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Rent

Since its debut in 1996, “Rent” has been one of the most talked-about musicals of its generation, and it has a Pulitzer Prize and four Tony Awards to show for it. Written by the late Jonathan Larson and directed by Michael Greif, “Rent” follows the lives of eight young friends in the East Village of New York City during the late ‘80s and early ‘90s. The story begins and ends on Christmas Eve, and in the course of one year deals with AIDS, poverty, love and loss, and also coming to terms with who you are in a world that’s not immediately accepting of alternate lifestyles. 

Although the tour can be exhausting, the live energy of the show invigorates the cast each time out. “I get tired of the traveling, but never the show,” said Jed Resnick, who plays the nerdy bohemian Mark. To his credit, Resnick didn’t get tired of answering our silly questions either.

Mark is an aspiring filmmaker. Do you ever follow your cast mates around with a camera in the interest of “staying in character”?

I do. I’m one of the “documenters” of the tour, so I’m constantly taking pictures. I don’t have a video camera, so I’m stuck with 30 second video versions of action on my digital camera.

Tell me something terrible one of your cast mates has done that you’ve recorded.

We hit up a lot of interesting bars, so there are probably a few photos of cast mates with drag queens. Britney Houston, who used to be an Angel understudy on the tour, is our favorite drag queen in New York.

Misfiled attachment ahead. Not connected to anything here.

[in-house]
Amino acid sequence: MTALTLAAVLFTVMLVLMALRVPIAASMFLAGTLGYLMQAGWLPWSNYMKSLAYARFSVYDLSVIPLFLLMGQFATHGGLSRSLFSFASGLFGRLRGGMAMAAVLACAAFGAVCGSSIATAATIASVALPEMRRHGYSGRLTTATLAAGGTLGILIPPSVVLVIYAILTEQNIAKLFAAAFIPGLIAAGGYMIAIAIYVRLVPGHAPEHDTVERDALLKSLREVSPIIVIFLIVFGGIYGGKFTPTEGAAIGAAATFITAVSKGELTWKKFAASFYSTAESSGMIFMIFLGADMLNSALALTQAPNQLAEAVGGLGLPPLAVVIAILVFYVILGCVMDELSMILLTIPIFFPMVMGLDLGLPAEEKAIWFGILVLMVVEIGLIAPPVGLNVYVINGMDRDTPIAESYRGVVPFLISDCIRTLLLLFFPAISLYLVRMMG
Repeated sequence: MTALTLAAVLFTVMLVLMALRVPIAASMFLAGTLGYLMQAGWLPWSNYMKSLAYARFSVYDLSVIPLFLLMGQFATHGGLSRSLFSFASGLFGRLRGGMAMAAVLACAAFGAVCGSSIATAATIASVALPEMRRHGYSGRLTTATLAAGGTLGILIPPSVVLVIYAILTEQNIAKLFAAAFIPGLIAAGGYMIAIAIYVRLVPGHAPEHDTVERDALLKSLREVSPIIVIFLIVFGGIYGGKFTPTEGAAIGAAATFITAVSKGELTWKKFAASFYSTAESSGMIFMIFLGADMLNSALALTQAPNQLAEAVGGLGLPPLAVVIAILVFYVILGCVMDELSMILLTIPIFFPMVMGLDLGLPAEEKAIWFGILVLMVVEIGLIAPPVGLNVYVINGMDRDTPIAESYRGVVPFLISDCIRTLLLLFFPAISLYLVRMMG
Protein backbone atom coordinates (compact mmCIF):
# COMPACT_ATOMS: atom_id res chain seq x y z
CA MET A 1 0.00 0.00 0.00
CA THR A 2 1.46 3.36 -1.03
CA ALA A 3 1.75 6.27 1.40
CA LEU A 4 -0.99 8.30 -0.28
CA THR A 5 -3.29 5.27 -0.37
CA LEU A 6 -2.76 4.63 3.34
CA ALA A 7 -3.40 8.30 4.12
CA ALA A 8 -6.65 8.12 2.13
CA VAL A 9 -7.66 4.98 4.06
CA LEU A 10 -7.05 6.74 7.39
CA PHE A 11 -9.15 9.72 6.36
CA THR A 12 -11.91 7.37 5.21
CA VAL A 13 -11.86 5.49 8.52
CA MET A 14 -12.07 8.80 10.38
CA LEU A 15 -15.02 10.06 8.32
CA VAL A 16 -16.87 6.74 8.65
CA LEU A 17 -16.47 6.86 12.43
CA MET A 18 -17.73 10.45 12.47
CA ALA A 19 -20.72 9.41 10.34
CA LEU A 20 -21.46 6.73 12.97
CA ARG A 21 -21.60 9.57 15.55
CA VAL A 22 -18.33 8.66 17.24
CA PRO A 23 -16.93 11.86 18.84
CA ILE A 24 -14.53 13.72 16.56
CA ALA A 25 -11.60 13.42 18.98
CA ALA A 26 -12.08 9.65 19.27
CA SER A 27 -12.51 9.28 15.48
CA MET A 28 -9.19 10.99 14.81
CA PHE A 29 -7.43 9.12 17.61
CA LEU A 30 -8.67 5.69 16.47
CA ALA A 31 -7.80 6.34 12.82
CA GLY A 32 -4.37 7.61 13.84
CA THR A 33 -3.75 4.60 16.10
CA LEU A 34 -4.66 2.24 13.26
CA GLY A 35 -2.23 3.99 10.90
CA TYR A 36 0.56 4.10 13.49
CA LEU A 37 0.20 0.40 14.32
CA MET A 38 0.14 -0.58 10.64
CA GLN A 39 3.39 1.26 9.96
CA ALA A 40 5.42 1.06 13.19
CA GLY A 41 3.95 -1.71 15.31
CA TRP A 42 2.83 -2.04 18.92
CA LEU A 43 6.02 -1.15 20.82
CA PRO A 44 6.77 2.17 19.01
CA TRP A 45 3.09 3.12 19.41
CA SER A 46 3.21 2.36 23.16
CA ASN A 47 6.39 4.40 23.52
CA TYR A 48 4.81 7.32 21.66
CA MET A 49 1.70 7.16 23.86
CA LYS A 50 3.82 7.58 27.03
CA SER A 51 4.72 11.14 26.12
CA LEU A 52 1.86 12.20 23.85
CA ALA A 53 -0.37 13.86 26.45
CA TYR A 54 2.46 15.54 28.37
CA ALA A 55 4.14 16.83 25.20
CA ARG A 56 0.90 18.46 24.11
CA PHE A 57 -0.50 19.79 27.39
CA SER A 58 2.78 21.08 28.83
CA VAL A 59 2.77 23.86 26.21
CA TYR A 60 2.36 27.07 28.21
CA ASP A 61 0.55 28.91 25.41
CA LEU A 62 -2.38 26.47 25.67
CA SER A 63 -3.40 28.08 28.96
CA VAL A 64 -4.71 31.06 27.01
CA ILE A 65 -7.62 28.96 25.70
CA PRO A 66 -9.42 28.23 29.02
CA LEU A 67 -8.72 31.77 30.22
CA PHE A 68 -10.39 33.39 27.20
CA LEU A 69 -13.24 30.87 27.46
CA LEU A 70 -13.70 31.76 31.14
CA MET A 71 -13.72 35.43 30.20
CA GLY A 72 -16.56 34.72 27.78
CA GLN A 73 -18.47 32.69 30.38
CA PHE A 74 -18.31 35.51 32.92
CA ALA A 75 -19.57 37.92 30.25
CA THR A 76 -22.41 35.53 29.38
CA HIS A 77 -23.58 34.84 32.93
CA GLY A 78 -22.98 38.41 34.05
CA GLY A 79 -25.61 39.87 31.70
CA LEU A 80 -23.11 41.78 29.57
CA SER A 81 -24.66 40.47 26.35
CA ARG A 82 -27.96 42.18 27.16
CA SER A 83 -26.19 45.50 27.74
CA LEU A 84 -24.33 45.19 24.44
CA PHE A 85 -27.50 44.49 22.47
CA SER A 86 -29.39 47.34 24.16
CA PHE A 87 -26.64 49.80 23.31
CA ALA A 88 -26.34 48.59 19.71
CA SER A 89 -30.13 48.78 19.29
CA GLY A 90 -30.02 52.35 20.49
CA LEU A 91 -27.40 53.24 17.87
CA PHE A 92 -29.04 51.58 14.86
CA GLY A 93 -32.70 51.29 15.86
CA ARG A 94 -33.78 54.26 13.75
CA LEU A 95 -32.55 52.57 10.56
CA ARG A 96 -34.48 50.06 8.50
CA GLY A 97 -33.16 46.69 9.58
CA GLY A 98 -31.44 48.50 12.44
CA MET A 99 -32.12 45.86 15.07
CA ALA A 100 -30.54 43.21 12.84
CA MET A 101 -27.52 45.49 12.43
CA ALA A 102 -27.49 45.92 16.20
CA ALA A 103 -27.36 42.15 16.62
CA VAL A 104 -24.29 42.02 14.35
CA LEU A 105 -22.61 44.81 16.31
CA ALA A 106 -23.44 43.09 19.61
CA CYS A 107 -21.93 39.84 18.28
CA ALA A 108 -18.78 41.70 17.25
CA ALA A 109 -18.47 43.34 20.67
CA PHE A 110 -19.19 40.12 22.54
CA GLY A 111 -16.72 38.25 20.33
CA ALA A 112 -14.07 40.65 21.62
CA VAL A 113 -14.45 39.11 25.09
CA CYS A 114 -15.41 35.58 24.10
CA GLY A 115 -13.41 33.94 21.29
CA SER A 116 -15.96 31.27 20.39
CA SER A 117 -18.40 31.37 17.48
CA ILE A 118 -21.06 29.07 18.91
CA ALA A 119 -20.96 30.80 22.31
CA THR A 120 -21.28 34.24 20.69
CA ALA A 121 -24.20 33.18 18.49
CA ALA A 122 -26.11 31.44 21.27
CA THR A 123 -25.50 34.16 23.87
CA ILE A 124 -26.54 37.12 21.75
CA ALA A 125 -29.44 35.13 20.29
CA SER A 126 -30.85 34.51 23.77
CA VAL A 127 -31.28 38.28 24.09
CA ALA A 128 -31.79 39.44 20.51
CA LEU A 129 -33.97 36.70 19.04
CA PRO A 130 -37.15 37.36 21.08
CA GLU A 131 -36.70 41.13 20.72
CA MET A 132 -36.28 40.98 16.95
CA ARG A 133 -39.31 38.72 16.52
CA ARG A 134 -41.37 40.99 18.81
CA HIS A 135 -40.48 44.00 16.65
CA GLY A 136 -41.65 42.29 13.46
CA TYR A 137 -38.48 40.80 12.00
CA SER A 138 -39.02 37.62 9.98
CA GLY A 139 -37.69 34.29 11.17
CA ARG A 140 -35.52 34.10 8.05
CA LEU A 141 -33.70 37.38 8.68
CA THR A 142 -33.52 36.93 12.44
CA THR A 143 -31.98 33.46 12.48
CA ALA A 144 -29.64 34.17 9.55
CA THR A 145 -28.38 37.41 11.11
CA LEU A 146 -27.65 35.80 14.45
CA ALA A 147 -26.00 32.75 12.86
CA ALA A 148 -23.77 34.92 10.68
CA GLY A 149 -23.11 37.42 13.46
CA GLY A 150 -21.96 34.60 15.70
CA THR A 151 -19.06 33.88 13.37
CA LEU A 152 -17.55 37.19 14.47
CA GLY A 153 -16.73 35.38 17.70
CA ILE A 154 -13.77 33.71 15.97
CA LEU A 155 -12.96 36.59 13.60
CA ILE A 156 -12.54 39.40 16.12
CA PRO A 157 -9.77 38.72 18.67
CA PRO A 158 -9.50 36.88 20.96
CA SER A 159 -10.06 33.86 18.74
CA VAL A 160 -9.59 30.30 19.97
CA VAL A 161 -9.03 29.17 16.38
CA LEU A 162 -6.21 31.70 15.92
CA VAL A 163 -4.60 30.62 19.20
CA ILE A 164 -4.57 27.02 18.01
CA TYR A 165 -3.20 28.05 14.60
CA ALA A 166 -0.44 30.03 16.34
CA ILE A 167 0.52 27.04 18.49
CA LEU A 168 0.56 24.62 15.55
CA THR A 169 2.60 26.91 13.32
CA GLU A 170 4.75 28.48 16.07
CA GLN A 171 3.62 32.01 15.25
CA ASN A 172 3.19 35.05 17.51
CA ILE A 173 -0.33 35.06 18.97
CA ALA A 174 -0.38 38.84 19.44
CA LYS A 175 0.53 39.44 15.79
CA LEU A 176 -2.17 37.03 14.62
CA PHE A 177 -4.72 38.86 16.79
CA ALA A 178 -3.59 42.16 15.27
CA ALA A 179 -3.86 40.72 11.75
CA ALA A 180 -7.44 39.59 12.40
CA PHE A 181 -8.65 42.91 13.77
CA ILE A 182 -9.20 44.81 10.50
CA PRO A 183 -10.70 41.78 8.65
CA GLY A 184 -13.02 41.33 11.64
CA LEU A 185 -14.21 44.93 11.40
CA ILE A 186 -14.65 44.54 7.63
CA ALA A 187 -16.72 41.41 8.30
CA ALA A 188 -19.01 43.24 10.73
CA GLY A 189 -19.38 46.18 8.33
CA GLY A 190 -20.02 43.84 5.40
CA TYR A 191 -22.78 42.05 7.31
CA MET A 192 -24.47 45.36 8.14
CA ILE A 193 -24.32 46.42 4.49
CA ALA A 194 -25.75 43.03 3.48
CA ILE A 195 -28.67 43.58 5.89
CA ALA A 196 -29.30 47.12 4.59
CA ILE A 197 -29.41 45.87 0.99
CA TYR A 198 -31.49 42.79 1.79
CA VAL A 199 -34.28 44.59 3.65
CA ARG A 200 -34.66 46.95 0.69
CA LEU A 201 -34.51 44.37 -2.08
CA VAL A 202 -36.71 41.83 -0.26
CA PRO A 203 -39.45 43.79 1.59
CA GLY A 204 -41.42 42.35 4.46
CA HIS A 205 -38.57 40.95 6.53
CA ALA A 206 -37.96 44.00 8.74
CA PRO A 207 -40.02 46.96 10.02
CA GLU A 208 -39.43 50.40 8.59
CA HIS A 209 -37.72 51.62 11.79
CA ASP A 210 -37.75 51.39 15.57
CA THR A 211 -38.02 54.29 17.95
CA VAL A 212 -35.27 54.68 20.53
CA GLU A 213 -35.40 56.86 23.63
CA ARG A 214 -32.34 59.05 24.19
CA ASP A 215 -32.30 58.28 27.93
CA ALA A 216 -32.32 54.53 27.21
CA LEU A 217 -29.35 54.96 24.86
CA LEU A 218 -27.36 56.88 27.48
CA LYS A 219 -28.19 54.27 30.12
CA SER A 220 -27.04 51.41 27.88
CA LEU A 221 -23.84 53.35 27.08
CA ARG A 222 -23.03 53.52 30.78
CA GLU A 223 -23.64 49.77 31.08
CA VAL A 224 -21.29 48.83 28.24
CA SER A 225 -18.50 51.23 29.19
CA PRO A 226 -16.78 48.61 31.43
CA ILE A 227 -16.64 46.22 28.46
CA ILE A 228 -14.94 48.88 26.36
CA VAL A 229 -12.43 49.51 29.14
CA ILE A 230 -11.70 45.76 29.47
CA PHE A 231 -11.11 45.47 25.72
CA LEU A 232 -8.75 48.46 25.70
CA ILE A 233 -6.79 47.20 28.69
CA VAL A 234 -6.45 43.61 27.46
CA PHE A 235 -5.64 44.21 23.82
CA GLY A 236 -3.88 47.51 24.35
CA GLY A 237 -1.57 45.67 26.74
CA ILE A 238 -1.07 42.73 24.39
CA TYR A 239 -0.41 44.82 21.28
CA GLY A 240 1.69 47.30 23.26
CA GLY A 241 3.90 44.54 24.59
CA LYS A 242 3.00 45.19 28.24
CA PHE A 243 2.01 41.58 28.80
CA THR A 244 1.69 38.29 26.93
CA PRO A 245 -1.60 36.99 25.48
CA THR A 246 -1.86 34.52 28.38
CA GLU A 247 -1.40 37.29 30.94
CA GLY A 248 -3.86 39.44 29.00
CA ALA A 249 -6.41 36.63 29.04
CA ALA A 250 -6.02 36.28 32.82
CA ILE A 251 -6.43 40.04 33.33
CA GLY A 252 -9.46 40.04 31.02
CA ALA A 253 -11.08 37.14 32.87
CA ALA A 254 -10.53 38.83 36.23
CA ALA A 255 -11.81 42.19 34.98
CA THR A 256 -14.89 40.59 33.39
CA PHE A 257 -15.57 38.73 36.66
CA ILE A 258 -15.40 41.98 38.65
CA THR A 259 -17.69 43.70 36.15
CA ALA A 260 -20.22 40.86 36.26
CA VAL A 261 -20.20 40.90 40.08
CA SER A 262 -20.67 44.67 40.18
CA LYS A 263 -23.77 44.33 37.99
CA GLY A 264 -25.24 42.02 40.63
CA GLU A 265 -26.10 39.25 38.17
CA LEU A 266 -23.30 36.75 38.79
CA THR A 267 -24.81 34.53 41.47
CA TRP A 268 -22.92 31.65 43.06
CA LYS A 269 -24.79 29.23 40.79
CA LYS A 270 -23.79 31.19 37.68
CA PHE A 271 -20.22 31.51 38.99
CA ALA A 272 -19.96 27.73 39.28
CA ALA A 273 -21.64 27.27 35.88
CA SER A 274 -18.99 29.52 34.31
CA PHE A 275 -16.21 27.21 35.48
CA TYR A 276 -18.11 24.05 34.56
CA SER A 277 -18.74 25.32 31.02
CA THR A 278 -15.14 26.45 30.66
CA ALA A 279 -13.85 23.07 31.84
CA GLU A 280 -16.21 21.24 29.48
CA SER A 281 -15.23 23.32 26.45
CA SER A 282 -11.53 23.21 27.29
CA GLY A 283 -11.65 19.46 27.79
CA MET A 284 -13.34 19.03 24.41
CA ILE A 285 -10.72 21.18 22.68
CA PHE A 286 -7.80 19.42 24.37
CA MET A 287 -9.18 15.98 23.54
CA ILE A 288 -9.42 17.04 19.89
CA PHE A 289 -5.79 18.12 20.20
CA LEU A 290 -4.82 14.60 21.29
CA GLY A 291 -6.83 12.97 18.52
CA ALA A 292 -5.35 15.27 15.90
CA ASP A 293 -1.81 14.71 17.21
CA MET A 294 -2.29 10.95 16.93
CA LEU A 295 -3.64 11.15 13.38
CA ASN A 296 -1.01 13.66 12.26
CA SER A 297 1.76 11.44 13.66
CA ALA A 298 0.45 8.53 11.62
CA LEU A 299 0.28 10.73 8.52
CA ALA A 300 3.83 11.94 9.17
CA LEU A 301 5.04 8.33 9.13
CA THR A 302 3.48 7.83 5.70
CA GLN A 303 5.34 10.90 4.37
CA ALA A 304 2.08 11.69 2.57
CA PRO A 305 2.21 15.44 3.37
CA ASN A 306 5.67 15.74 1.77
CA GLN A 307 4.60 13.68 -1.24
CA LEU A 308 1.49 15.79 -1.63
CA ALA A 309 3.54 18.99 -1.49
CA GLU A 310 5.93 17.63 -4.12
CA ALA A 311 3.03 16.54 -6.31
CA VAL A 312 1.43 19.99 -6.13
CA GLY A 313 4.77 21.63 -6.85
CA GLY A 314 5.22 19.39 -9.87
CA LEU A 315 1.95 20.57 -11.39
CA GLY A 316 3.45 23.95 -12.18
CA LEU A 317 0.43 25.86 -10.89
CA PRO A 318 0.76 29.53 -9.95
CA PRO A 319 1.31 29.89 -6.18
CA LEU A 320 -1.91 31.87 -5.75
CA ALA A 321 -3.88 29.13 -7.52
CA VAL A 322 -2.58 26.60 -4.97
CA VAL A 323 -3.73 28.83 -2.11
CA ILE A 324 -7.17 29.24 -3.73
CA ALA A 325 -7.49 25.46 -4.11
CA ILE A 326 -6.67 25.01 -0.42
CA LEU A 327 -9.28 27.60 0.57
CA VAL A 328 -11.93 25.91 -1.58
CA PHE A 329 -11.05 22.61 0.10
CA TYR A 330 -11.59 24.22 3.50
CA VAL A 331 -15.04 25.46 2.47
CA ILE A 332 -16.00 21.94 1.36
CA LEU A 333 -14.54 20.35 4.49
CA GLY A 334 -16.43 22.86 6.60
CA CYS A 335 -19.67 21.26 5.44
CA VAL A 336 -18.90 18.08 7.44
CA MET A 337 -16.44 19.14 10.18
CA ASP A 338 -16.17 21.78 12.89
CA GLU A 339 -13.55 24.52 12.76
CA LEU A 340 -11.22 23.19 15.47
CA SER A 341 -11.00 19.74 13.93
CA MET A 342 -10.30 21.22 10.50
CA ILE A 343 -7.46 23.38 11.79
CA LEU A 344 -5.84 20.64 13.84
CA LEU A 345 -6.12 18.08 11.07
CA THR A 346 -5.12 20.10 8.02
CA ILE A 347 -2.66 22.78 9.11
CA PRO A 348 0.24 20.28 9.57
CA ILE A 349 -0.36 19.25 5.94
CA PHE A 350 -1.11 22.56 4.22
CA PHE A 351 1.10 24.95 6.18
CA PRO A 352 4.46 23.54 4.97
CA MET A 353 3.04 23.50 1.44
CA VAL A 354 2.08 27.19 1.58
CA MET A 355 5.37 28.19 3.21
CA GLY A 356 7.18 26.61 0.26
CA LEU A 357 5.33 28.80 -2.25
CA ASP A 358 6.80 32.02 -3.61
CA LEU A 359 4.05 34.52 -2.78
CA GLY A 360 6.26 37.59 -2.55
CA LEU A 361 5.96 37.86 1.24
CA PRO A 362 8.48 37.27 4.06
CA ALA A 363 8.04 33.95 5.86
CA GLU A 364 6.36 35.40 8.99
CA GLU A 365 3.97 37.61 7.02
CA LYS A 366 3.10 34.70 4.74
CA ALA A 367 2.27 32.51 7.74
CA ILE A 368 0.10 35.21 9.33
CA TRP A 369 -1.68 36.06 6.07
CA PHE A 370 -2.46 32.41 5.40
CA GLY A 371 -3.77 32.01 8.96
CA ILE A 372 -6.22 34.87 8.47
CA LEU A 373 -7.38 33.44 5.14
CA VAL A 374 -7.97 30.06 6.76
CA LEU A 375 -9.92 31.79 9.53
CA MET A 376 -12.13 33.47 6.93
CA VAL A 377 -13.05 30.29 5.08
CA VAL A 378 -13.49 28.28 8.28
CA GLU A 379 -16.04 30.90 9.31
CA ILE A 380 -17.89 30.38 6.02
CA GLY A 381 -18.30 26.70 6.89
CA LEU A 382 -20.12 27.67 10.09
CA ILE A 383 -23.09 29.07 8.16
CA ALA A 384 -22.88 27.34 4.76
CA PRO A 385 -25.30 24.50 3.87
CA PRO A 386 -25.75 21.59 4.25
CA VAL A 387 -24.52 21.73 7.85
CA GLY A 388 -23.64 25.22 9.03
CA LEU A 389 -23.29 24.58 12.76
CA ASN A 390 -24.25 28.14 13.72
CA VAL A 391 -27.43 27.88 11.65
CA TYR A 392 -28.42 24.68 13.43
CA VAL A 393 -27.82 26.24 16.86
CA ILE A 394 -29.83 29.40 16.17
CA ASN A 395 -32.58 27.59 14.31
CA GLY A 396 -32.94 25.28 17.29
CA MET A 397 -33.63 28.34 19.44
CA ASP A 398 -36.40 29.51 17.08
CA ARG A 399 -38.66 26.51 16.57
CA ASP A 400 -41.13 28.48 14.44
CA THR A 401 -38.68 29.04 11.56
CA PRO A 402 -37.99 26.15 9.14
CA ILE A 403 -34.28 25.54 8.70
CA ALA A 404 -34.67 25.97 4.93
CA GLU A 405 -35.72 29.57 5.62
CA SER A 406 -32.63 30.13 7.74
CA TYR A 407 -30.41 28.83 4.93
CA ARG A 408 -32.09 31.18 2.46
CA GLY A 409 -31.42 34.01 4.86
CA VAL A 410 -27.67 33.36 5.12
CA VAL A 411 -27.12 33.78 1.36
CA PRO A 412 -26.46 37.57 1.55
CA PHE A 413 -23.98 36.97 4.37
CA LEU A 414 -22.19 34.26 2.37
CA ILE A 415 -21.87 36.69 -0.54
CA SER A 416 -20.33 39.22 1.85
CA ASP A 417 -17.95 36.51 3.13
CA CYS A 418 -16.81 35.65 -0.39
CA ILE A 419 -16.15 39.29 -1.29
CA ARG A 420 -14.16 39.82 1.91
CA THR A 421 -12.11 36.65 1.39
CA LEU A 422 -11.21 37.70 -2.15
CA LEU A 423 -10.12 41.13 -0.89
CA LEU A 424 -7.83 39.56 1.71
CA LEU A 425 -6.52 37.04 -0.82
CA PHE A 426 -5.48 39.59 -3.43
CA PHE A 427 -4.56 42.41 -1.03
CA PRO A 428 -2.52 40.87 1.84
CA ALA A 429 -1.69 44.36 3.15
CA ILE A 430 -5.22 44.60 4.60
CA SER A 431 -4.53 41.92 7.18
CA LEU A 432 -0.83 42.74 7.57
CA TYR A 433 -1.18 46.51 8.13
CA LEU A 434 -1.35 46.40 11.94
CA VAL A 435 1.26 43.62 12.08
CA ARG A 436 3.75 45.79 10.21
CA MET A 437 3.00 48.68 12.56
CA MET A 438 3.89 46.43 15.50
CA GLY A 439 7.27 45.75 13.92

Speaking of incriminating, what’s one thing you’re dying to do while in Miami?

I probably have to make a trip to the Fontainebleau to see where “Top Chef” took place.

Did Hung deserve to win?

Are you kidding? It was Casey’s season. She just messed up. It was so sad. Hung was a phenomenal chef, he just wasn’t my favorite on the show.

Who did you think would win?

Tre. I almost cried when he got kicked off. I thought it was his season.

If there really is “no day but today,” as one of the featured songs says, what does that make tomorrow?

Hmmm, good question. I don’t know. (Reading “The New York Times”) Tomorrow: showers and cooler. High 64. Weather map on page 68.

Be honest: your touring version is better than the movie that came out two years ago, isn’t it?

Yes. No. It’s a different form than the movie. Theatre acting is more exciting than film. So in that respect it is better than the movie. But it’s the same story.

Did Anthony Rapp (the original Mark on Broadway and in the movie) give you any advice about playing Mark?

No, but I have gotten the chance to meet with him and chat with him a few times. He’s so comfortable in the role that it’s a reminder to be simple and true and that’s all it takes.

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